Regarding the present study [15], I would like to express my appreciation for the authors’ efforts. They provided valuable evidence concerning the association between mean BG levels derived from oral glucose tolerance tests and A1C; this is the first for studies on the Korean population. The study included 1,000 subjects (391 males, 30 to 64 years old) with average serum glucose levels measured at 0, 30, 60, and 120 minutes after loading with 75 g of glucose. They estimated that a 1% increase in the A1C level was associated with a 50-mg/dL increase in the mean glucose level (mean glucose [mg/dL] = 49.4 × hemoglobin A1c [%] − 149.6). In this study, the correlation coefficient was somewhat lower than in previous studies.

There are some notable points of discussion regarding the results and clinical implications of this impressive study. As the authors described in their Discussion section, there were only 64 patients with diabetes (identified as those with A1C levels higher than 6.5%), which was too small a number to estimate the eAG for patients with diabetes. In this study, a single instance of 75-g glucose loading after 8 hours of fasting was used instead of a mixed meal stimulation before and after each meal; this is the process usually used to measure SMBG. Therefore, the glucose sampling time and site, as well as the serum glucose and capillary glucose concentrations, also differed from other studies. I suggest that this is one of the main reasons for the discrepancy between the DCCT cohort or ADAG studies and this Cardiovascular and Metabolic Diseases Etiology Research Center (CMERC) study cohort.

Frequent discordances between eAG and self-monitored mean BG levels have recently been reported. Chalew et al. [16] showed that eAG is often over- or underestimated by 28.7 mg/dL in approximately 33% of patients with type 1 diabetes. In addition, eAG often underestimates the mean BG in patients with type 1 diabetes with a low hemoglobin glycation index and overestimates mean BG in those with a high hemoglobin glycation index [17]. A study by the Juvenile Diabetes Research Foundation Continuous Glucose Monitoring Study Group included 252 subjects with type 1 diabetes and showed substantial individual variability between the measured and calculated mean BG concentrations [18]. In the Durability of Basal Versus Lispro Mix 75/25 Insulin Efficacy (DURABLE) trial, a study that included 1,879 participants with type 2 diabetes aged 30 to 80 years from 11 countries, eAG overestimated the actual mean BG at a mean SMBG level of ≤210 mg/dL; at >210 mg/dL, eAG underestimated the actual BG levels [19]. In a study comparing the slopes of the linear correlations between A1C and CGM-measured mean glucose generated from the ADAG study data in an older population with diabetes, the two correlation coefficients were significantly different from each other [20]. The eAG is clinically practical and easily understood by patients with diabetes; however, it still shows some discrepancies across study populations, type of diabetes, glucose monitoring method, age range, and ethnicity. More clinical evidence must be accumulated and a consensus must be reached on these varying methods.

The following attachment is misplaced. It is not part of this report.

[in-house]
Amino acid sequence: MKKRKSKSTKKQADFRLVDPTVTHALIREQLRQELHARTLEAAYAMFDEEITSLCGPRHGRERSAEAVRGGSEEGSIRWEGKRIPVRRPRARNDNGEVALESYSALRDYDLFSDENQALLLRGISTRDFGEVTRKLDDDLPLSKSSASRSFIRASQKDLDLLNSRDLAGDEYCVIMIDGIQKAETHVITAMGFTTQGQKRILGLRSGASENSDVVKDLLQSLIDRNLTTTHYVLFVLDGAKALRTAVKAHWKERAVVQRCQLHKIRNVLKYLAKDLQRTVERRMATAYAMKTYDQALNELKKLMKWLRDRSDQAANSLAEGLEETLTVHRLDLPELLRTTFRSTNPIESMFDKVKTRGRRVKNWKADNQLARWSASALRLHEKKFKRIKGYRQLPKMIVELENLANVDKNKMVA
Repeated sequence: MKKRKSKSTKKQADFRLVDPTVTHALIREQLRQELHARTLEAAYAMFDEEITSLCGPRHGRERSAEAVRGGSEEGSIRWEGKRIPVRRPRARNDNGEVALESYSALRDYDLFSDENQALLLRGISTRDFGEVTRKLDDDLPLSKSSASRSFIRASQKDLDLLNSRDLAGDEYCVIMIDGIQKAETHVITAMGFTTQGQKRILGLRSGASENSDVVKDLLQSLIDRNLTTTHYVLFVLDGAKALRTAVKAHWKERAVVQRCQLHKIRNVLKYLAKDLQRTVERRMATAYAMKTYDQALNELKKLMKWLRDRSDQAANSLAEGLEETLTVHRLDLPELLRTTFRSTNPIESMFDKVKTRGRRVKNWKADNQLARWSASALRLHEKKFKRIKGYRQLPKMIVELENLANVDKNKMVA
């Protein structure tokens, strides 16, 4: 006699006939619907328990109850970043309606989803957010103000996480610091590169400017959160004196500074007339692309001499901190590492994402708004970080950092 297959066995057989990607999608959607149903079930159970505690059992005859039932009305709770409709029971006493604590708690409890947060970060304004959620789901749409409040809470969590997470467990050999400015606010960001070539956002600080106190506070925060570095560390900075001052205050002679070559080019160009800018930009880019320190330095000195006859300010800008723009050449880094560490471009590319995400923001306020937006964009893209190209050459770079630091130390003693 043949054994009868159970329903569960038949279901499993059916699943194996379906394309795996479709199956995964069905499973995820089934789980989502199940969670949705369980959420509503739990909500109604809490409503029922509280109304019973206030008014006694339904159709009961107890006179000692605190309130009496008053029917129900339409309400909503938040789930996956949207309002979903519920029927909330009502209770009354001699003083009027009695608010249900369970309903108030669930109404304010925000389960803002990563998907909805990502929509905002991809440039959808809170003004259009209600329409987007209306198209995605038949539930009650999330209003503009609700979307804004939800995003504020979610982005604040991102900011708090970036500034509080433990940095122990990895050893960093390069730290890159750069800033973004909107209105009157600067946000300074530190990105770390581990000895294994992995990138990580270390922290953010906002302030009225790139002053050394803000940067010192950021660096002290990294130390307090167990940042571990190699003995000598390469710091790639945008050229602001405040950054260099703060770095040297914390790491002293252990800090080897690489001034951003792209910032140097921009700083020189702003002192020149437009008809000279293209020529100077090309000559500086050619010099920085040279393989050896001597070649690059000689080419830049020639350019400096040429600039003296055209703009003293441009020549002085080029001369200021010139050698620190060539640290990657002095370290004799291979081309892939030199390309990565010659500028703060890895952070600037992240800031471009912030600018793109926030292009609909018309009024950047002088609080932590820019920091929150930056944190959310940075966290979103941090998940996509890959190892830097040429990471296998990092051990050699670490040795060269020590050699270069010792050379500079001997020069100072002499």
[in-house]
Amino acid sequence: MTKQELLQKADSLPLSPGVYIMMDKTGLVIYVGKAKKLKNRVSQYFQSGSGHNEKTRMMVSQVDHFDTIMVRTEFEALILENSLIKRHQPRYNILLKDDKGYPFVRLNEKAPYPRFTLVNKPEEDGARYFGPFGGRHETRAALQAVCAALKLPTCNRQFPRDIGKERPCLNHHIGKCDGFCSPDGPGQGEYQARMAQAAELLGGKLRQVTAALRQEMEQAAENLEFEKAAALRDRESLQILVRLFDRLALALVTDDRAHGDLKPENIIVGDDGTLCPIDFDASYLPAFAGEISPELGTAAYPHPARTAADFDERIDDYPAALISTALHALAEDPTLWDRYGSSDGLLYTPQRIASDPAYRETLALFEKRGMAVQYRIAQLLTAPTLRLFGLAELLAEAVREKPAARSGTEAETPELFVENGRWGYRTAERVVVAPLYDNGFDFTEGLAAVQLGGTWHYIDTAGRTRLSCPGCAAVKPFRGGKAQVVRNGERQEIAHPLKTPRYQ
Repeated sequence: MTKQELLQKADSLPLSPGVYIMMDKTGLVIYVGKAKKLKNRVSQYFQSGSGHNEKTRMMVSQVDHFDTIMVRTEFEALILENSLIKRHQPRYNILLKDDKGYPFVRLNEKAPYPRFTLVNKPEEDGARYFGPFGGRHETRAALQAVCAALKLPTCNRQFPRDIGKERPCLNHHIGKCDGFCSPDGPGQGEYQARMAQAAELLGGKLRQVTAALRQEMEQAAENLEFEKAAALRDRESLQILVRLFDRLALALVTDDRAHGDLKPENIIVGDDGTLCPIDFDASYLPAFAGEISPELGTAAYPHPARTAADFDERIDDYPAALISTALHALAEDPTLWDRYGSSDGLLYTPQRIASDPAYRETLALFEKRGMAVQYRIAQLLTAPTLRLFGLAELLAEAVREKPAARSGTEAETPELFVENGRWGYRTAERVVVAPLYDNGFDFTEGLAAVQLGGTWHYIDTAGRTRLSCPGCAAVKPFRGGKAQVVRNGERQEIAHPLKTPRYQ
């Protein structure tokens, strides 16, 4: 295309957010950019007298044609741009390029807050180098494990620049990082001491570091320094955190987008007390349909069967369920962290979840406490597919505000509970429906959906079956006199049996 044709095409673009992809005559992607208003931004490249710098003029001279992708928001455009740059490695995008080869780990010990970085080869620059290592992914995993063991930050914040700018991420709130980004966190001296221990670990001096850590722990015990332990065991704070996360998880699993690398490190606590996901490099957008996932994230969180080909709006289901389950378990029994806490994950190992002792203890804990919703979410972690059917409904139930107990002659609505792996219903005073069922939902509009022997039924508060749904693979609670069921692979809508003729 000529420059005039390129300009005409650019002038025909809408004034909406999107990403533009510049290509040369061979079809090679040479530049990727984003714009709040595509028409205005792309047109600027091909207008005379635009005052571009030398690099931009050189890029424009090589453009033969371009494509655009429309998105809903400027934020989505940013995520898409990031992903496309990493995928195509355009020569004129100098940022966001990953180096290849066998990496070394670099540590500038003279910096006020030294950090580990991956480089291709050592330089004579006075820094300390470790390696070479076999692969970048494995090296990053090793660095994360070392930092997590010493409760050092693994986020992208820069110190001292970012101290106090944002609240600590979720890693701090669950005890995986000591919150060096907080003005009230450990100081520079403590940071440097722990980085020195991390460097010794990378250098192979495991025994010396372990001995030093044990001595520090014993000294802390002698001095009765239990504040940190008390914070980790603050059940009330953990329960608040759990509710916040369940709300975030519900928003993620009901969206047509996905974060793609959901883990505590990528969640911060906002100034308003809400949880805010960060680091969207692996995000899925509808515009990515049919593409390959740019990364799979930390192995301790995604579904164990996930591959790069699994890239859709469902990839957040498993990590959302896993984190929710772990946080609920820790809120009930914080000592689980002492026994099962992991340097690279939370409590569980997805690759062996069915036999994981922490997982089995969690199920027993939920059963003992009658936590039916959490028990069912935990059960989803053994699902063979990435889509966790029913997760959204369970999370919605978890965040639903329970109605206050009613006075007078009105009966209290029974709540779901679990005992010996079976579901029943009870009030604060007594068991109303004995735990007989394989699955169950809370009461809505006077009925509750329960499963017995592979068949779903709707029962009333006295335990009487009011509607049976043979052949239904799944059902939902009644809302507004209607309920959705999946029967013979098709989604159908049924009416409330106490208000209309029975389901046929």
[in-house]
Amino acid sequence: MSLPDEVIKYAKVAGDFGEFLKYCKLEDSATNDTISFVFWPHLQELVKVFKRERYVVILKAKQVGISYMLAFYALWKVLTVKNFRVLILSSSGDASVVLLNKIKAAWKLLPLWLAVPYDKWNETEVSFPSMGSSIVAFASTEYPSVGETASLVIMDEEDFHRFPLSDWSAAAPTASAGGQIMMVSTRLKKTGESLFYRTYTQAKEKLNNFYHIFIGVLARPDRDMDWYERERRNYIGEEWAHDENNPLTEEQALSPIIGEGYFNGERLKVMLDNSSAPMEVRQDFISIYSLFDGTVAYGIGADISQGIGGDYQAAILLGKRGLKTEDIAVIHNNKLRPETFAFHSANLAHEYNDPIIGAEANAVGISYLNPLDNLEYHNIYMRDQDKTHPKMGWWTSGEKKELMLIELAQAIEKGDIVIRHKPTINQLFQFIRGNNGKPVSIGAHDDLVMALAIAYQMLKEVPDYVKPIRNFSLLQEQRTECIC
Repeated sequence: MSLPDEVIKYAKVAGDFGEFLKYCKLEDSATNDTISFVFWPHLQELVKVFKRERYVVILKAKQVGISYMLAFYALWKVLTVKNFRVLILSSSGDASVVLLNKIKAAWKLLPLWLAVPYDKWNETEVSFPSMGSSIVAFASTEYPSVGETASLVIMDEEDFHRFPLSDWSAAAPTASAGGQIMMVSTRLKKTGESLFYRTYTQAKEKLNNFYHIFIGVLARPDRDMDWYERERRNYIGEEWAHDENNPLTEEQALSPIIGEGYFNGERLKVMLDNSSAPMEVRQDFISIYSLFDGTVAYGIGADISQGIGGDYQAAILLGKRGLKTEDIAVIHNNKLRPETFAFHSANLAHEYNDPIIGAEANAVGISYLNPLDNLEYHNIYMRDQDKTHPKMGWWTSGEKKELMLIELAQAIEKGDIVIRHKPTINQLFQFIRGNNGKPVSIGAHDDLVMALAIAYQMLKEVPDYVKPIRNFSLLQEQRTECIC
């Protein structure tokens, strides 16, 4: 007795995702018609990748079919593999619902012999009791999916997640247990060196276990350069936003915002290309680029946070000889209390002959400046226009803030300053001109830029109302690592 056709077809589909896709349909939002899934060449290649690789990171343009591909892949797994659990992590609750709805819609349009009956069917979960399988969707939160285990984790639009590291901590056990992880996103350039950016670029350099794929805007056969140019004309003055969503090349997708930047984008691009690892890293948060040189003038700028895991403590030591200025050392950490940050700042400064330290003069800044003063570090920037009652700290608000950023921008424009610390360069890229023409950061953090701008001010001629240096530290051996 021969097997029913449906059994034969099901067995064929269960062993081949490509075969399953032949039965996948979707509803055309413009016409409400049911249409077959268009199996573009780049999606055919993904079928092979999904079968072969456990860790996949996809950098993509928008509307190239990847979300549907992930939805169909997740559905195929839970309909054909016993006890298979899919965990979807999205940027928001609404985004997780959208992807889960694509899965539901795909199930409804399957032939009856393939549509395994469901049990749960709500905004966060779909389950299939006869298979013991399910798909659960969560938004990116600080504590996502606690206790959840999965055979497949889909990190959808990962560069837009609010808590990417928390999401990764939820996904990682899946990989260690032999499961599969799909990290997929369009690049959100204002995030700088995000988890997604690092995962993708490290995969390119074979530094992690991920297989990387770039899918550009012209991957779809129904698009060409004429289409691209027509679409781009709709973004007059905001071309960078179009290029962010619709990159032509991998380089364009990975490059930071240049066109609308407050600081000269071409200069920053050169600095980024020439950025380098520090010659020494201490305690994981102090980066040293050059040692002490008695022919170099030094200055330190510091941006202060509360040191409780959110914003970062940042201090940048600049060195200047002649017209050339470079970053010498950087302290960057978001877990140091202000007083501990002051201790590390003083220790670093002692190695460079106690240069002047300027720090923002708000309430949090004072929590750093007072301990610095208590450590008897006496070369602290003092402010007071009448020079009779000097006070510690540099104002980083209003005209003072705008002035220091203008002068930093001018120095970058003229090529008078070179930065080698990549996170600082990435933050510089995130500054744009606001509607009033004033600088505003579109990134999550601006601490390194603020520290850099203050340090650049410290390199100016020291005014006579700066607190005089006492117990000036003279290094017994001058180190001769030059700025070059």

In conclusion, A1C is highly accurate and precise and has become standardized. Although eAG is easily understood, applicable, and practical in clinical settings, eAG does not yet seem able to replace A1C. Caution is also needed in the interpretation of A1C levels in patients with an unstable glycemic control status, pregnancy, steroid treatment, anemia, treatment with medications and vitamins, and renal impairment. To avoid clinically significant discordance between the calculated average glucose and a patient’s own self-monitored mean BG level, additional studies are warranted.


No potential conflict of interest relevant to this article was reported.


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Table 1.

Measures of glycemia

Method Sampling site Unit Monitoring interval Remark
Continuous glucose monitoring Interstitial fluid mg/dL Every 5 min Need calibration
Use portable device
Self-monitoring of blood glucose Capillary blood mg/dL Real time Finger stick using glucometer
Hemoglobin A1c Venous blood (plasma, serum) % 3 mon Need standardized assay
Glycated proteins (fructosamine, glycated albumin) Serum mmol/L, % 2–4 wk Correlation with eAG is not clear; not affected by anemia
1,5-Anhydroglucitol Serum mg/mL Several days–2 wk Cannot be used with SGLT2 inhibitor use

eAG, estimated average glucose; SGLT2, sodium-glucose co-transporter 2.